35. Stumble

To stumble means to trip or falter while walking, often due to a lack of coordination. It can also refer to a slowdown or setback in progress or success.

  • For example, “She stumbled and almost fell on the uneven pavement.”
  • A person might say, “I stumbled through my presentation and forgot some important points.”
  • Someone might admit, “I stumbled in my career, but I learned from my mistakes and moved forward.”

36. Halt

To come to a sudden stop or pause in movement or progress.

  • For example, “The car came to a halt at the red light.”
  • In a discussion about productivity, someone might say, “I need to put a halt to all these distractions.”
  • A person might use this term metaphorically and say, “The project came to a halt when we ran out of funding.”

37. Hesitate

To briefly pause or delay in taking action or making a decision.

  • For instance, “She hesitated before answering the question.”
  • In a conversation about trying something new, someone might say, “Don’t hesitate, just go for it!”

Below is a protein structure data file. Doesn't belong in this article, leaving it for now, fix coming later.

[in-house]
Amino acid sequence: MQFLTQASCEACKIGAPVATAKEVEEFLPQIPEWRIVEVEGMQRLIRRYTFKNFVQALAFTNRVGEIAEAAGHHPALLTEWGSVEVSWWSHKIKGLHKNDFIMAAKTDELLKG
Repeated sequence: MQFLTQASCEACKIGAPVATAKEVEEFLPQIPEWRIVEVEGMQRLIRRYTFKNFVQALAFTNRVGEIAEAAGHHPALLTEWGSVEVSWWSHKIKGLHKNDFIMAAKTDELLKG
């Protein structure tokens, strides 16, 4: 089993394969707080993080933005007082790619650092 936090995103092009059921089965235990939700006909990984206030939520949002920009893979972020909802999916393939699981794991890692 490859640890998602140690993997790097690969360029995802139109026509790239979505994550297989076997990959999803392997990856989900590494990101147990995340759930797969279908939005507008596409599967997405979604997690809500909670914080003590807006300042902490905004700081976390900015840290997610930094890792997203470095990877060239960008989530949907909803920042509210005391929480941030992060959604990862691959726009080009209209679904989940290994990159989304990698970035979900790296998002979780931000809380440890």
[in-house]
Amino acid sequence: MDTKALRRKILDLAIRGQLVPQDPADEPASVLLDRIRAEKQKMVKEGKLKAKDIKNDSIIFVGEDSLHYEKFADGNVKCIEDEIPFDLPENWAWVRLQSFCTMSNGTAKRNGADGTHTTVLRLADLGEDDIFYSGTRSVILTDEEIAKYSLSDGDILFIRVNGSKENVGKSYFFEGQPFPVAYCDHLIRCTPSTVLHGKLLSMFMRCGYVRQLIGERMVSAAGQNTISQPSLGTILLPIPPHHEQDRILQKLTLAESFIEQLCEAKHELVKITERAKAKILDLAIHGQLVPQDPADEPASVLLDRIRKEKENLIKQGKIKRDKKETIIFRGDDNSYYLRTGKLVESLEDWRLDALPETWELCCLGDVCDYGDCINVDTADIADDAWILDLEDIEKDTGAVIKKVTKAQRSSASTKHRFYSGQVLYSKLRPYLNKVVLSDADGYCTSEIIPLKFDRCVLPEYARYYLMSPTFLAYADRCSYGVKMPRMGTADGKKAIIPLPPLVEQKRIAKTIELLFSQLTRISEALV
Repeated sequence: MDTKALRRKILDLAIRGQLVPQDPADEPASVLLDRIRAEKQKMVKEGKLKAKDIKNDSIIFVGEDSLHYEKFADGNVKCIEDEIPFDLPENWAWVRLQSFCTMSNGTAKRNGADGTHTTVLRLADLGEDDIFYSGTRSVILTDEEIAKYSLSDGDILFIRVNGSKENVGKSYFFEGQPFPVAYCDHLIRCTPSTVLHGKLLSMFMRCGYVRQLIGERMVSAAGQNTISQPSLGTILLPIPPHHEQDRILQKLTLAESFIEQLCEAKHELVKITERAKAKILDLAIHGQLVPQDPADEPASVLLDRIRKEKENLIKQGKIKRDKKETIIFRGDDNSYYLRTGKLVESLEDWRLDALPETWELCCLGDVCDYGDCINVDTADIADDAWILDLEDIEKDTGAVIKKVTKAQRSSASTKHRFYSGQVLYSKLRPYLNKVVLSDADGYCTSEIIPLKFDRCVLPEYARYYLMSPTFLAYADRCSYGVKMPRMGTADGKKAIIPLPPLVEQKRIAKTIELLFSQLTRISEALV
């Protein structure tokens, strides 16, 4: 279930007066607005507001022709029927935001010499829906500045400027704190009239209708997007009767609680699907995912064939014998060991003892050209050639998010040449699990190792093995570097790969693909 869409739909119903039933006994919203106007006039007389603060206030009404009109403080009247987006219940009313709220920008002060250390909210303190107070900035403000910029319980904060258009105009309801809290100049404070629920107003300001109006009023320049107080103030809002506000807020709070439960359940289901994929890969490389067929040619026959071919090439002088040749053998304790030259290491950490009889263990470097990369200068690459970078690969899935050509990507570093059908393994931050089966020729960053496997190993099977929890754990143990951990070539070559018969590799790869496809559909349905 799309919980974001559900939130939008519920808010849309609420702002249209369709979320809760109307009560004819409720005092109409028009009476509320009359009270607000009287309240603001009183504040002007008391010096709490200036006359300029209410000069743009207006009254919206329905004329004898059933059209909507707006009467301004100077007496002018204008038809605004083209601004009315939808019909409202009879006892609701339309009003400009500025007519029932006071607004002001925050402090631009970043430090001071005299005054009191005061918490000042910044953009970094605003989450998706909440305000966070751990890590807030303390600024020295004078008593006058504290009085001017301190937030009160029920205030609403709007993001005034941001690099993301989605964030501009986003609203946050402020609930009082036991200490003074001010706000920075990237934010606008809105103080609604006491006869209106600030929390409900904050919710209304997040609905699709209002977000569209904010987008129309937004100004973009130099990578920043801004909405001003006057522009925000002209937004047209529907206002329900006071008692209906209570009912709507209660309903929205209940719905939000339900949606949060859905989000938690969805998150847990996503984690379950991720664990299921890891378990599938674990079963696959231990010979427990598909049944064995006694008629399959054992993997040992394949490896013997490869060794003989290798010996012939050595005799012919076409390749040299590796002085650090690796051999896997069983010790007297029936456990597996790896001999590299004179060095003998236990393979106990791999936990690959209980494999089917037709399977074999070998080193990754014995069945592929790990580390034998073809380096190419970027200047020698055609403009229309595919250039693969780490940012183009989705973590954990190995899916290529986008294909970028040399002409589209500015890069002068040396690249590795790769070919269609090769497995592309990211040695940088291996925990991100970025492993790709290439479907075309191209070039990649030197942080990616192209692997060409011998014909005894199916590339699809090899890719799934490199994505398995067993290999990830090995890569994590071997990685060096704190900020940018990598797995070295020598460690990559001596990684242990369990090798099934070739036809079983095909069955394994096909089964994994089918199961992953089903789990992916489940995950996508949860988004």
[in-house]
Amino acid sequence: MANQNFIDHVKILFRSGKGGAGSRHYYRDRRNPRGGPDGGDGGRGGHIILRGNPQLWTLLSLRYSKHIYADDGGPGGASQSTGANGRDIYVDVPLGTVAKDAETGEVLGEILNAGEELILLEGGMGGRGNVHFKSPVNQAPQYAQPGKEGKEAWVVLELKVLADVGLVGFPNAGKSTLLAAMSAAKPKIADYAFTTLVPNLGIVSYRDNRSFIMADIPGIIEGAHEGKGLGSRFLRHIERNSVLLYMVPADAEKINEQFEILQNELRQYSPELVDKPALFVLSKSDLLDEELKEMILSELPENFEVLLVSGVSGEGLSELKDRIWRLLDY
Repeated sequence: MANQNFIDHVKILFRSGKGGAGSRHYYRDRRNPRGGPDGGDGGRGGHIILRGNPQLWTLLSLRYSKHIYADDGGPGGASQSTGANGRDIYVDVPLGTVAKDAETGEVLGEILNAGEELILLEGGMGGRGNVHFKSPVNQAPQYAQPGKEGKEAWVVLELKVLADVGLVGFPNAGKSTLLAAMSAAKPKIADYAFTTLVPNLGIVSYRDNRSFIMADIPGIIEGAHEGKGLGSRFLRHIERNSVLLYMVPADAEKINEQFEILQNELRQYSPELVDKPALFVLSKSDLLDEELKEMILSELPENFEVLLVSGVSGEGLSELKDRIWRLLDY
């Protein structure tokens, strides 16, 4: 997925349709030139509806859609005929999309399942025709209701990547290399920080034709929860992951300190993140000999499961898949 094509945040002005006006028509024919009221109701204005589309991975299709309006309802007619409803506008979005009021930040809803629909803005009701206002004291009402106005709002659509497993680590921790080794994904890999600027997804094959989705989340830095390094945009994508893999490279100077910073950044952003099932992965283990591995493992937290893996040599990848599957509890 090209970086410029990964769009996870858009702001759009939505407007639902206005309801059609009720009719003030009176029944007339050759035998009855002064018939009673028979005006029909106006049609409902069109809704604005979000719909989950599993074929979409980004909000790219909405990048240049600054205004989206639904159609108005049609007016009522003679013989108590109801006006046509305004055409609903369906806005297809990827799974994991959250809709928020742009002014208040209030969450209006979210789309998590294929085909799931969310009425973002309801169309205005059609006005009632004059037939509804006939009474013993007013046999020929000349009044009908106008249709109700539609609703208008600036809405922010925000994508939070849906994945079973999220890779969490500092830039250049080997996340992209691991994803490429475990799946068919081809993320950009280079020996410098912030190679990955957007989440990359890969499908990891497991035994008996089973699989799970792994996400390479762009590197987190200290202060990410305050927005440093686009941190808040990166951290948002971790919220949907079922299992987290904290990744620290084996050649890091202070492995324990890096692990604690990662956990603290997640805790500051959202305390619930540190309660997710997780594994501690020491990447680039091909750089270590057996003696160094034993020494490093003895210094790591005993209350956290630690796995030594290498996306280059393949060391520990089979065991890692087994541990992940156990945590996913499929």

• A person might admit, “I tend to hesitate when it comes to making big life choices.”

38. Skulk

To move or behave in a secretive or sneaky manner, often with the intention of avoiding attention or detection.

  • For example, “The spy skulked in the shadows, trying to remain unseen.”
  • In a discussion about suspicious behavior, someone might say, “I saw him skulking around the office late at night.”
  • A person might use this term figuratively and say, “He always skulks away when things get tough.”

39. Trickle

To flow or move slowly in a thin stream or in small quantities.

  • For instance, “The water trickled down the mountainside.”
  • In a conversation about information spreading, someone might say, “News of the scandal started to trickle out.”
  • A person might use this term metaphorically and say, “Sales have been trickling in, but we need a big boost.”

40. Creak

To make a high-pitched or squeaking sound, often due to friction or a lack of lubrication.

  • For example, “The old wooden chair creaked when I sat on it.”
  • In a discussion about haunted houses, someone might say, “We heard the stairs creaking in the middle of the night.”
  • A person might use this term figuratively and say, “My knees always creak when I try to stand up after sitting for too long.”

41. Falter

This term refers to a temporary loss of speed or progress. It can also mean to hesitate or waver in action or speech.

  • For example, “The runner began to falter as he approached the finish line.”